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pre-increment versus post-increment

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Hi all,

I'm reading Game Engine Architecture and stumbled upon the topic 'pre-' versus 'post-increment' in for loops.

I.e.:

 

++i (pre)

i++ (post)

 

From 'the old days' I remember that I've switched from post to pre, always. At that time is was something about (premature) optimization I recall.

But in the book it says it's better to have post, because 'pre' gives a data dependency, CPU must wait for increment to e completed before it's value can be used in the expression. The book also says thay most compilers will solve it in the background anyway.

 

Just out of curiosity, what do you do?

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Just out of curiosity, what do you do?

 

Since this is curiosity rather than anything backed by facts. I always go for i++ unless I specifically need the pre-version. For loops I don't think I have ever used ++i. I use the post version simply because it was the first increment operator I saw/learned and it does the job. I did read a post recently mentioning the pre version and also commenting that the benefit of it no longer applies. How much truth is in that I cannot say. Compilers do tend to be very smart now.

Edited by Nanoha

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How is i++ algorithmically more complex than ++i?

If I am not mistaken, they both lead to the same thing when compiled, right?
They should only be two operations. An "ADD" and a "SET"

Edited by Tangletail

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Hi all,

I'm reading Game Engine Architecture and stumbled upon the topic 'pre-' versus 'post-increment' in for loops.

I.e.:

 

++i (pre)

i++ (post)

 

From 'the old days' I remember that I've switched from post to pre, always. At that time is was something about (premature) optimization I recall.

But in the book it says it's better to have post, because 'pre' gives a data dependency, CPU must wait for increment to e completed before it's value can be used in the expression. The book also says thay most compilers will solve it in the background anyway.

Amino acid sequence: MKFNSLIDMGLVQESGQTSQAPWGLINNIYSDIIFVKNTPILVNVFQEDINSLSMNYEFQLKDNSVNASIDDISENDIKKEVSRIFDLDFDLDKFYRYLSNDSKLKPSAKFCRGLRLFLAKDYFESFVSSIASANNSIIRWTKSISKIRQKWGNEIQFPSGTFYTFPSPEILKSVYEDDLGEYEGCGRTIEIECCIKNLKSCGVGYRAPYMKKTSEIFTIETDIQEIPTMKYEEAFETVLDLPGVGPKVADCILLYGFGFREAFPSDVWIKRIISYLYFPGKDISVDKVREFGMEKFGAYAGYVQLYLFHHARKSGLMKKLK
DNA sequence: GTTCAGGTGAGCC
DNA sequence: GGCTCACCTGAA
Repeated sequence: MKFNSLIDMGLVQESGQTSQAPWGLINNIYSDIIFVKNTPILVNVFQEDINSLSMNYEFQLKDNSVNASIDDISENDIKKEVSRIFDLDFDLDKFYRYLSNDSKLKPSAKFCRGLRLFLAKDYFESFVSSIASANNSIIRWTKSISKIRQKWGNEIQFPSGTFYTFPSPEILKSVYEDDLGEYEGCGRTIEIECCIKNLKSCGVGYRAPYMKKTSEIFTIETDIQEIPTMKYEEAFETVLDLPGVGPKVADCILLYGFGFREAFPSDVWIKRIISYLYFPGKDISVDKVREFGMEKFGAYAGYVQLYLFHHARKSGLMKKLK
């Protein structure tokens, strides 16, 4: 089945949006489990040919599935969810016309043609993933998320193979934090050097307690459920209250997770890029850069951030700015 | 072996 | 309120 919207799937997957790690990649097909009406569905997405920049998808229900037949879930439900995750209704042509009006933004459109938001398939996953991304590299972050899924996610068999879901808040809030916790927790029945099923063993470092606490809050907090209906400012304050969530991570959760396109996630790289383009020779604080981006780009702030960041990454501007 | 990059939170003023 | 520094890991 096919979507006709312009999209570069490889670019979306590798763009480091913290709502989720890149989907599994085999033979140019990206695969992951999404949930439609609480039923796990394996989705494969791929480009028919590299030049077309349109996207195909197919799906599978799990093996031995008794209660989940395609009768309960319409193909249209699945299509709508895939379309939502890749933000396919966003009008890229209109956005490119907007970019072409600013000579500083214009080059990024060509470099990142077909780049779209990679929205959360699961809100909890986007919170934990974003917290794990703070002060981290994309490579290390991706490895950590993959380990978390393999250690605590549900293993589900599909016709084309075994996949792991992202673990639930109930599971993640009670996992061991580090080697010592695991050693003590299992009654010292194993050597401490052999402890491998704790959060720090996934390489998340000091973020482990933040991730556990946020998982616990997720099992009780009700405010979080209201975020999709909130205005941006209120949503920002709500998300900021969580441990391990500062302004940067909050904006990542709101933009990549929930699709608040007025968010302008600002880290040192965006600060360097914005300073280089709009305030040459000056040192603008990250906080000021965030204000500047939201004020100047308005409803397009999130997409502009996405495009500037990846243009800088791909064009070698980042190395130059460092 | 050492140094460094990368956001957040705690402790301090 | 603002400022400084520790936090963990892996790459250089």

Just out of curiosity, what do you do?

I use pre by default for the reasons Hodgman described.

 

With regards to data dependency, it only applies if the result of the increment is used. So using increment at the end of a for loop does not use the result in an expression so there is no data dependency difference. However, if you are using the result of the operator, the the point is marginally valid. However I still don't find it too compelling for the following reasons: 1)the choice between pre and post increment can effect the readability of the algorithm, so this micro-optimization is less important than those considerations. 2) Rewriting code to avoid the use of preincrement may not actually reduce data dependency because the data dependency can be unavoidable. For example, moving a pre-increment to it's own line and making it a post increment does not reduce data dependency.

 

I'd say that avoiding data dependency is a good idea in designing algorithms in general but using post increment more misses the mark.

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I use pre because it's algorithmically simpler. In the case of for loops using iterator types instead of integers, for(...; i++) is much more complex than for(...; ++i) (and IMHO - wrong) and often the compiler won't be able to fix that mistake for you, depending on how complex the iterator type is / what your optimization level is.